Tagged: session management

Session Management with PHP, part-4

In this part, we will try to cover for three questions

  1. What are the parameters that can be configured?
  2. Can I change the stored location?
  3. Can I  change how the data is being stored in session

So the answer is quite simple

Although there are multiple settings that can be customized as per the need and all the details about those are present on PHP.NET (http://php.net/manual/en/session.configuration.php).  From there you can also check which setting is allowed at which level (i.e can be set per directory or once in php.ini only)

but few of them is more important to know, that we will discuss here

a) session.save_path : it contains the path where your session files are being stored. It is by default in tmp directory.

it can be changed and can be set to your favorite location but one needs to remember about garbage collection in case.

b) session.name :  The name of the session key, By default it is PHPSESSID .  It can be renamed. be aware in case you are also using session id in URL.

c) session.save_handler :    It is the part where you define where to store the session data. By default, it is the file. so your session data is stored in the file. But you can write on your own scheme to handle session data.  You can store the session data in database or memory using memcache or any in any other format. Just you need to write your own session handler. PHP has a default support to file only. Here are more details on this… (Custom Session handler)

d) session.gc_maxlifetime : The maximum time session is valid for in seconds. By default, it is 1440 seconds or 24 minutes.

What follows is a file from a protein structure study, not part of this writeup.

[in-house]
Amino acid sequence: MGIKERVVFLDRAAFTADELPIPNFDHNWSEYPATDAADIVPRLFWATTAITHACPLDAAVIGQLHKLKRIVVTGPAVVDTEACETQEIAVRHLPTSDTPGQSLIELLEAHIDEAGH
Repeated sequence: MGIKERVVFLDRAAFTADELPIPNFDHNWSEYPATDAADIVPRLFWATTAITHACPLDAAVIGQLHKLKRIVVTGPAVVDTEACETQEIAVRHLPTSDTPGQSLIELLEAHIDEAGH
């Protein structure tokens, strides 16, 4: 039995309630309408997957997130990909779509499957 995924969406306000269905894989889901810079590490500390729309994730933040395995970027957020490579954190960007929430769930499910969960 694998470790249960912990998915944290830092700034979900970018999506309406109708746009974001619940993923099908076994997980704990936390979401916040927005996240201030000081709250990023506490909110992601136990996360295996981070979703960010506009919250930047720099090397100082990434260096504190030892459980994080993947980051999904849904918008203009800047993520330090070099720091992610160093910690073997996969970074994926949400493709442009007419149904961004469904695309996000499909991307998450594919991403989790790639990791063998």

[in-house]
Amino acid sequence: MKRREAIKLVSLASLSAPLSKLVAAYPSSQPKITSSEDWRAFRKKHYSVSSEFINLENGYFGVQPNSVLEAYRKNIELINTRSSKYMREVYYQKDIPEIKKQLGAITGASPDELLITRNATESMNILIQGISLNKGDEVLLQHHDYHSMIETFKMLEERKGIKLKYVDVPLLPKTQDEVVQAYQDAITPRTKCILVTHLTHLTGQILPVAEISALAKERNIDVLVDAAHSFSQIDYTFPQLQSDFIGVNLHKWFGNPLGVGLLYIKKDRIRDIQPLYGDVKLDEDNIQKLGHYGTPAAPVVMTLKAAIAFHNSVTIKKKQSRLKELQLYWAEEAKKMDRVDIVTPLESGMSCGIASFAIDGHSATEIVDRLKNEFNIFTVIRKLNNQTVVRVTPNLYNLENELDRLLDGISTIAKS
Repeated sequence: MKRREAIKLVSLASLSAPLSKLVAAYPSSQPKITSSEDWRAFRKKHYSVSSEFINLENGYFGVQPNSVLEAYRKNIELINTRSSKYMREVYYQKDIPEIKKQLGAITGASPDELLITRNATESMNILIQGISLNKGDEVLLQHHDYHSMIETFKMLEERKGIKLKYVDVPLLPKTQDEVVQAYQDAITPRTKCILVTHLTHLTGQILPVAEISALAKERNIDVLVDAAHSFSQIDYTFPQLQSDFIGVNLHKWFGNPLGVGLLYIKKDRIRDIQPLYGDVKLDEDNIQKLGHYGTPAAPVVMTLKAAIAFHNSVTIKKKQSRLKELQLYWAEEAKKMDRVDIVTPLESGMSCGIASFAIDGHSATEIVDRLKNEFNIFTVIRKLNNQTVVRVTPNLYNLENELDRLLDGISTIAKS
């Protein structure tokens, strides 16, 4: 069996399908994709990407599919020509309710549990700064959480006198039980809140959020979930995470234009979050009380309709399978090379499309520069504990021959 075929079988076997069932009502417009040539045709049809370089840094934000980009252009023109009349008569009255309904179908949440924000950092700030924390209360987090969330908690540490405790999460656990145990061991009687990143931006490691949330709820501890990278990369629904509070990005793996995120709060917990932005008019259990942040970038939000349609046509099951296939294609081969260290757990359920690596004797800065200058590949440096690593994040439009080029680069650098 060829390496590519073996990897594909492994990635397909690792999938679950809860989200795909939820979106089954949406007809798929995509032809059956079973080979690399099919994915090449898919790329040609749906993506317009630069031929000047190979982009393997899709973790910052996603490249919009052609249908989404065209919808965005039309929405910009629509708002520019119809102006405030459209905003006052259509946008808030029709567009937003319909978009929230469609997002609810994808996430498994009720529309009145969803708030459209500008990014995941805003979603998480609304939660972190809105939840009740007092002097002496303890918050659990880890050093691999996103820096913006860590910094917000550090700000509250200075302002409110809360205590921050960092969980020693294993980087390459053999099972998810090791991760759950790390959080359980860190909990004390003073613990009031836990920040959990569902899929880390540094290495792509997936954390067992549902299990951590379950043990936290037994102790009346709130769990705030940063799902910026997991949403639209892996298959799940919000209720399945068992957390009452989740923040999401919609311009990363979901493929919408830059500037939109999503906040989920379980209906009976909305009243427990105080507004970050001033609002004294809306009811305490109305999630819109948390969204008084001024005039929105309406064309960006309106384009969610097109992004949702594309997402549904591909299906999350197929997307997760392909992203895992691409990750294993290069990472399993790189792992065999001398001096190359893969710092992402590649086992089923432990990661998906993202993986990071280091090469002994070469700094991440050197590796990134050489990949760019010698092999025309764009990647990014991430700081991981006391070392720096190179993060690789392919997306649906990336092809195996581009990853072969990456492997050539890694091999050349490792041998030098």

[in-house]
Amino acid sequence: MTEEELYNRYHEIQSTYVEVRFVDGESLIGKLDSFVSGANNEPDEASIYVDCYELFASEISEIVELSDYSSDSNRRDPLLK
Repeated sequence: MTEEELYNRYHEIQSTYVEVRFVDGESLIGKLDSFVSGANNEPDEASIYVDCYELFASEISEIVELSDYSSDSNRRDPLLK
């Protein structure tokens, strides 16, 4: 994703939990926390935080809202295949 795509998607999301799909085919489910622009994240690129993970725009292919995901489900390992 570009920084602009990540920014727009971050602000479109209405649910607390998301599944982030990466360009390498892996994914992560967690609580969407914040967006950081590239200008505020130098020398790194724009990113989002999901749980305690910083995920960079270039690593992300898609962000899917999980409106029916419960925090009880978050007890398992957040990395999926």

If you want to use the Session-Id using HTTP Action or in URLs, However, Cookie related settings also need to configured in order to use this effectively

e) session.use_trans_sid : If you want to use session id in the HTTP Action or you can say in the URL.

f) session.trans_sid_tags : which tag is allowed, where PHP will append Session id automatically before sending the response to the browser. It is generally used with url_rewriter.tags . url_rewriter.tags also must allow that tag to rewrite.

g) session.trans_sid_hosts : you can define any number of hosts where you want to use HTTP Action based Session-Id. it might be that in you want to use session id for a particular HOST only.

Cookie Based Settings

h) session.use_only_cookies  : If you want to only use cookies to maintain the session. If it is set to 1, then PHP will only use the cookie to store the session id without considering use_trans_sid .

i) session.use_cookies :  This setting provides you the option if you want to switch on or off the cookie for the session. So if you have setup the use_only_cookies set to 1 and this is set to 0. then PHP would be unable to set up the Session. So while doing changes in these you must consider the related settings as well.

If you are using cookies then

j) session.use_cookies :  This defines the validity of cookie. By default, it is set to 0 means for lifelong. PHP will not set the expiry time in cookie